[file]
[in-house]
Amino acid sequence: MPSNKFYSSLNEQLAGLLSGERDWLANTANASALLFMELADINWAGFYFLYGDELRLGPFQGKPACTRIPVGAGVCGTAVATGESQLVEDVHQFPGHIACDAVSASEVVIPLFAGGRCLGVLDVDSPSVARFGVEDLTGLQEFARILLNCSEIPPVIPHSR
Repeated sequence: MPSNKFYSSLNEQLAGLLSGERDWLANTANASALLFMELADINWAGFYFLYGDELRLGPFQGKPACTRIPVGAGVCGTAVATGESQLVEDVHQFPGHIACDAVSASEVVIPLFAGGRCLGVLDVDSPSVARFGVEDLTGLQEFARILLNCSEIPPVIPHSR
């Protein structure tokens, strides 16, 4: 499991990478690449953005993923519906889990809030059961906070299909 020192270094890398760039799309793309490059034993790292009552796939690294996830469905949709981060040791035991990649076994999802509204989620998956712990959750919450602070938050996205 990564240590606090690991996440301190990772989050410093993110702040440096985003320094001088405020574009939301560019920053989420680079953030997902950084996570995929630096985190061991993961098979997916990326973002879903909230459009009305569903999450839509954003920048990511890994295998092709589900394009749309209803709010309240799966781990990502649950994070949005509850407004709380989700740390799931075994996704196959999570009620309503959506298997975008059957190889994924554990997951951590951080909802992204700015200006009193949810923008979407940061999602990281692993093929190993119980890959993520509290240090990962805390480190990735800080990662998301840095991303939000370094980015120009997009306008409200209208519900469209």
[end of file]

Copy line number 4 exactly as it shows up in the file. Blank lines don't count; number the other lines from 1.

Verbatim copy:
């Protein structure tokens, strides 16, 4: 499991990478690449953005993923519906889990809030059961906070299909 020192270094890398760039799309793309490059034993790292009552796939690294996830469905949709981060040791035991990649076994999802509204989620998956712990959750919450602070938050996205 990564240590606090690991996440301190990772989050410093993110702040440096985003320094001088405020574009939301560019920053989420680079953030997902950084996570995929630096985190061991993961098979997916990326973002879903909230459009009305569903999450839509954003920048990511890994295998092709589900394009749309209803709010309240799966781990990502649950994070949005509850407004709380989700740390799931075994996704196959999570009620309503959506298997975008059957190889994924554990997951951590951080909802992204700015200006009193949810923008979407940061999602990281692993093929190993119980890959993520509290240090990962805390480190990735800080990662998301840095991303939000370094980015120009997009306008409200209208519900469209």